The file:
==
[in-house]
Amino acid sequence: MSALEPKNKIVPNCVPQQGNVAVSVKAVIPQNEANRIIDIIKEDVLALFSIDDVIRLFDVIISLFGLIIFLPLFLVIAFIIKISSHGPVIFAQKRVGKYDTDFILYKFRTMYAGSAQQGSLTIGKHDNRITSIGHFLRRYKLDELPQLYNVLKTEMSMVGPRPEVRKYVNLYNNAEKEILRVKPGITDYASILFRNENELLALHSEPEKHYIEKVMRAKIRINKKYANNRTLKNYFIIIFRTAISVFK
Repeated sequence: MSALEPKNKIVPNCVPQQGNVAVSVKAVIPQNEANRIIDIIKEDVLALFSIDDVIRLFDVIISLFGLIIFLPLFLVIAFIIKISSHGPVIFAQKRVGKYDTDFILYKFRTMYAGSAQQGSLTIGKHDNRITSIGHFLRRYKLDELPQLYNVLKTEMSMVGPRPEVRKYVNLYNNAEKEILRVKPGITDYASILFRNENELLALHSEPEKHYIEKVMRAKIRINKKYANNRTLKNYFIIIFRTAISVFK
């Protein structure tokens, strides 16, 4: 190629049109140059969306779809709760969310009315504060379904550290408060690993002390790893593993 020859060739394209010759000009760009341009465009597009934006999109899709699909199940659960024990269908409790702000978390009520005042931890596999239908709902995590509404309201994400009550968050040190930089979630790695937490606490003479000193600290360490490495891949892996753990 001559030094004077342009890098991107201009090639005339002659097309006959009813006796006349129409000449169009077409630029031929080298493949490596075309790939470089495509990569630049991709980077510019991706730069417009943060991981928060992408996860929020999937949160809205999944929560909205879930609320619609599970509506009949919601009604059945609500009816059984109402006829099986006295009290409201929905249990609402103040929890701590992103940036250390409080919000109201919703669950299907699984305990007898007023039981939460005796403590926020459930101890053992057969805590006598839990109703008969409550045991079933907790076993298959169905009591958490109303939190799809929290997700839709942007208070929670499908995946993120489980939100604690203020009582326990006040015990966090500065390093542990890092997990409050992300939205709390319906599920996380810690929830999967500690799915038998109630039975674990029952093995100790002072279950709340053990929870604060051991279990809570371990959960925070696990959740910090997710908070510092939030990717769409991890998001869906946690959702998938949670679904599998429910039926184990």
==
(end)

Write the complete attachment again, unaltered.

[in-house]
Amino acid sequence: MSALEPKNKIVPNCVPQQGNVAVSVKAVIPQNEANRIIDIIKEDVLALFSIDDVIRLFDVIISLFGLIIFLPLFLVIAFIIKISSHGPVIFAQKRVGKYDTDFILYKFRTMYAGSAQQGSLTIGKHDNRITSIGHFLRRYKLDELPQLYNVLKTEMSMVGPRPEVRKYVNLYNNAEKEILRVKPGITDYASILFRNENELLALHSEPEKHYIEKVMRAKIRINKKYANNRTLKNYFIIIFRTAISVFK
Repeated sequence: MSALEPKNKIVPNCVPQQGNVAVSVKAVIPQNEANRIIDIIKEDVLALFSIDDVIRLFDVIISLFGLIIFLPLFLVIAFIIKISSHGPVIFAQKRVGKYDTDFILYKFRTMYAGSAQQGSLTIGKHDNRITSIGHFLRRYKLDELPQLYNVLKTEMSMVGPRPEVRKYVNLYNNAEKEILRVKPGITDYASILFRNENELLALHSEPEKHYIEKVMRAKIRINKKYANNRTLKNYFIIIFRTAISVFK
């Protein structure tokens, strides 16, 4: 190629049109140059969306779809709760969310009315504060379904550290408060690993002390790893593993 020859060739394209010759000009760009341009465009597009934006999109899709699909199940659960024990269908409790702000978390009520005042931890596999239908709902995590509404309201994400009550968050040190930089979630790695937490606490003479000193600290360490490495891949892996753990 001559030094004077342009890098991107201009090639005339002659097309006959009813006796006349129409000449169009077409630029031929080298493949490596075309790939470089495509990569630049991709980077510019991706730069417009943060991981928060992408996860929020999937949160809205999944929560909205879930609320619609599970509506009949919601009604059945609500009816059984109402006829099986006295009290409201929905249990609402103040929890701590992103940036250390409080919000109201919703669950299907699984305990007898007023039981939460005796403590926020459930101890053992057969805590006598839990109703008969409550045991079933907790076993298959169905009591958490109303939190799809929290997700839709942007208070929670499908995946993120489980939100604690203020009582326990006040015990966090500065390093542990890092997990409050992300939205709390319906599920996380810690929830999967500690799915038998109630039975674990029952093995100790002072279950709340053990929870604060051991279990809570371990959960925070696990959740910090997710908070510092939030990717769409991890998001869906946690959702998938949670679904599998429910039926184990």